Association between Ultra-processed Food Consumption and Dietary Intake and Diet Quality in Korean Adults

Jee Seon Shim, Sun Young Shim, Hee Jeung Cha, Jinhee Kim, Hyeon Chang Kim

Research output: Contribution to journalArticlepeer-review

8 Citations (Scopus)


Background: Food environments have changed rapidly, and the global interest in ultra-processed foods has increased. Ultra-processed foods are typically energy dense, high in sugars and fat, and low in fiber, protein, minerals, and vitamins. Objective: This study aimed to estimate the energy contribution of ultra-processed foods in the diet of Korean adults and to examine the association between ultra-processed food consumption and dietary intake and diet quality. Design: This study is a secondary analysis of cross-sectional data from the Korea National Health and Nutrition Examination Survey (2016–2018). Participants/settings: A total of 16,657 adults aged ≥19 years who completed a 1-day 24-hour recall. Main outcome measures: Absolute and relative intake of energy and nutrients were measured and dietary quality was assessed using the Korean Healthy Eating Index (KHEI). Statistical analysis: Multiple regression models adjusted for sociodemographic variables were used to examine the association between quintiles of ultra-processed foods dietary energy contribution and dietary intake and quality. Results: Mean reported daily energy intake was 2,031 kcal, with 25.1% of calories coming from ultra-processed foods. Mean energy contribution from ultra-processed foods ranged from 3.6% kcal (Q1) to 52.4% kcal (Q5). Energy contribution of ultra-processed foods was positively associated with reported intake of daily energy, total sugars, and total and saturated fat and inversely associated with reported intake of carbohydrates, fiber, minerals, and vitamins. Both sodium and potassium were negatively associated with percentage of energy from ultra-processed foods. However, the sodium-to-potassium ratio was high regardless of quintile of energy contribution from ultra-processed foods, and the ratio was positively associated with percentage of total energy from ultra-processed foods. Although the KHEI score was inversely associated with percentage of daily energy from ultra-processed foods, all levels of ultra-processed food consumption were associated with poor diet quality. Conclusions: The ultra-processed foods consumption of Korean adults accounted for one fourth of daily energy intake, and a higher dietary energy contribution from ultra-processed foods was associated with poorer dietary intakes and a lower dietary quality. Further studies are needed to understand factors influencing selection and consumption of ultra-processed foods and to identify effective strategies to promote healthy food choices.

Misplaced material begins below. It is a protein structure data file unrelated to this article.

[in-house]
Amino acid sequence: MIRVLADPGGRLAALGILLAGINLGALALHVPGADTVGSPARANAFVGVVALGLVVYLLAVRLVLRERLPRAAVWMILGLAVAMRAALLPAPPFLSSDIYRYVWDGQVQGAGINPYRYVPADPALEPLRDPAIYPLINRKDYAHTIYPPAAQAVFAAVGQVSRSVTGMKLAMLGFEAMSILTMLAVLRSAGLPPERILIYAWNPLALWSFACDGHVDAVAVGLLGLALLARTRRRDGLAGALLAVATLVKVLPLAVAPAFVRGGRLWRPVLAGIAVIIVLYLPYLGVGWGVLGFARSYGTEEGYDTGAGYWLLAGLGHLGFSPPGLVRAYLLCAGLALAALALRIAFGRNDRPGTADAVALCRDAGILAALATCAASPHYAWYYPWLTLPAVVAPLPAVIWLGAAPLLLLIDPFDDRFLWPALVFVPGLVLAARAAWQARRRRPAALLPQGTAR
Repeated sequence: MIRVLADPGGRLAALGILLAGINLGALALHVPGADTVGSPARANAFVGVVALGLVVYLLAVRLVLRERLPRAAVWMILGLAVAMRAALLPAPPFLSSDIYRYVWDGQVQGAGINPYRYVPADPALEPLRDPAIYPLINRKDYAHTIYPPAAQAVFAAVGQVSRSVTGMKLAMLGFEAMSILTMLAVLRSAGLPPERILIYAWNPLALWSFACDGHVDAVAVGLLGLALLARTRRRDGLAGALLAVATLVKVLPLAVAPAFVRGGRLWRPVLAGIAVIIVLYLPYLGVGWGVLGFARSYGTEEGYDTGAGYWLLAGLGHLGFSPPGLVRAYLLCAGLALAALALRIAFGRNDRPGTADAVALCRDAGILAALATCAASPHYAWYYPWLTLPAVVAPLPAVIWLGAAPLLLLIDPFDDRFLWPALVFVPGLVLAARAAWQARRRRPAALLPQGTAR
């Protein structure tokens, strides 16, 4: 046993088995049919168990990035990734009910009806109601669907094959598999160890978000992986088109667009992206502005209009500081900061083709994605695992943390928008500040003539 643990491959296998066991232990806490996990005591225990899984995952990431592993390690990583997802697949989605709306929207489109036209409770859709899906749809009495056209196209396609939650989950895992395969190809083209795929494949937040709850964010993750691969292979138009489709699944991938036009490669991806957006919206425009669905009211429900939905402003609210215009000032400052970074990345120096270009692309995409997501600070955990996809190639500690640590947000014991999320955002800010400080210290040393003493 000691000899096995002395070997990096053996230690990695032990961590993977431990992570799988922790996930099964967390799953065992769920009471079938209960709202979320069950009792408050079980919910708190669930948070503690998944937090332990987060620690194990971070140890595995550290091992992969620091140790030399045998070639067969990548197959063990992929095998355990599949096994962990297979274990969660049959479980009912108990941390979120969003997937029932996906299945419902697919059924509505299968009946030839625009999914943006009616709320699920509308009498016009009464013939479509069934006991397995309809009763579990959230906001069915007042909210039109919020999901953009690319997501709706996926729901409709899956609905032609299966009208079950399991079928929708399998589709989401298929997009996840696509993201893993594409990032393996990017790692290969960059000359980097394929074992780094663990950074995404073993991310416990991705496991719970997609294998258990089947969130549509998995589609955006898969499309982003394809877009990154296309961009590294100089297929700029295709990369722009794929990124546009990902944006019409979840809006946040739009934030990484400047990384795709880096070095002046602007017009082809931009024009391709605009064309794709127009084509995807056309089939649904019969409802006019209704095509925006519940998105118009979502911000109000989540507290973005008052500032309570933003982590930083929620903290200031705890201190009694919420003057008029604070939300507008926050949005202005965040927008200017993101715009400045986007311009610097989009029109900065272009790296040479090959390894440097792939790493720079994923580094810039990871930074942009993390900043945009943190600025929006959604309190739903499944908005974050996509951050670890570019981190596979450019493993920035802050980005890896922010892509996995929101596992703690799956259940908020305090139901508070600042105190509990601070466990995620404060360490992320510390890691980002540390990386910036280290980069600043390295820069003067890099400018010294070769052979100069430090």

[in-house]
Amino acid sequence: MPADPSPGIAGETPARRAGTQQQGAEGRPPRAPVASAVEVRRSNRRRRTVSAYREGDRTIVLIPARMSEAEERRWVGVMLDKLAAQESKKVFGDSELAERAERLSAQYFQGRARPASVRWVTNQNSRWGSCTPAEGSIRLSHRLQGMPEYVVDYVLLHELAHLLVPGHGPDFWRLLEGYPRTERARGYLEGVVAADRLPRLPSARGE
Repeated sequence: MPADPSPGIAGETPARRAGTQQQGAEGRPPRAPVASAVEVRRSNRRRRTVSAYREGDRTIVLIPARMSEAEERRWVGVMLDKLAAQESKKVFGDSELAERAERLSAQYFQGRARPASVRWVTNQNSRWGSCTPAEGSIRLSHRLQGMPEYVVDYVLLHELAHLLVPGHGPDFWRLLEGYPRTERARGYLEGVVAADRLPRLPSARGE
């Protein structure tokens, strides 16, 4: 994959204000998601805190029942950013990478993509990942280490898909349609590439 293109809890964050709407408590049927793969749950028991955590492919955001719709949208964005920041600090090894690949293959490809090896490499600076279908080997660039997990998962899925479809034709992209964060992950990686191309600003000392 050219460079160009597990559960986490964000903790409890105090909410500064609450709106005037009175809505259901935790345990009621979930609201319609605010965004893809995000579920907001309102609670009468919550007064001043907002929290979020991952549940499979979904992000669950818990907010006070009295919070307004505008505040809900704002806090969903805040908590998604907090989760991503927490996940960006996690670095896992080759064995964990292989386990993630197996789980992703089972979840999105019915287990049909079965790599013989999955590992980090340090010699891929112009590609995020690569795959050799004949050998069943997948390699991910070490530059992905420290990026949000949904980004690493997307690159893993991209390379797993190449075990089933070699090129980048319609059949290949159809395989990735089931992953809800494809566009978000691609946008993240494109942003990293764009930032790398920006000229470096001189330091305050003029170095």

Original languageEnglish
Pages (from-to)583-594
Number of pages12
JournalJournal of the Academy of Nutrition and Dietetics
Issue number3
Publication statusPublished - 2022 Mar

Bibliographical note

Funding Information:
FUNDING/SUPPORT This work was supported by the National Research Foundation of Korea (NRF- 2020R1I1A1A01064904 ).

Publisher Copyright:
© 2022 Academy of Nutrition and Dietetics

All Science Journal Classification (ASJC) codes

  • Food Science
  • Nutrition and Dietetics


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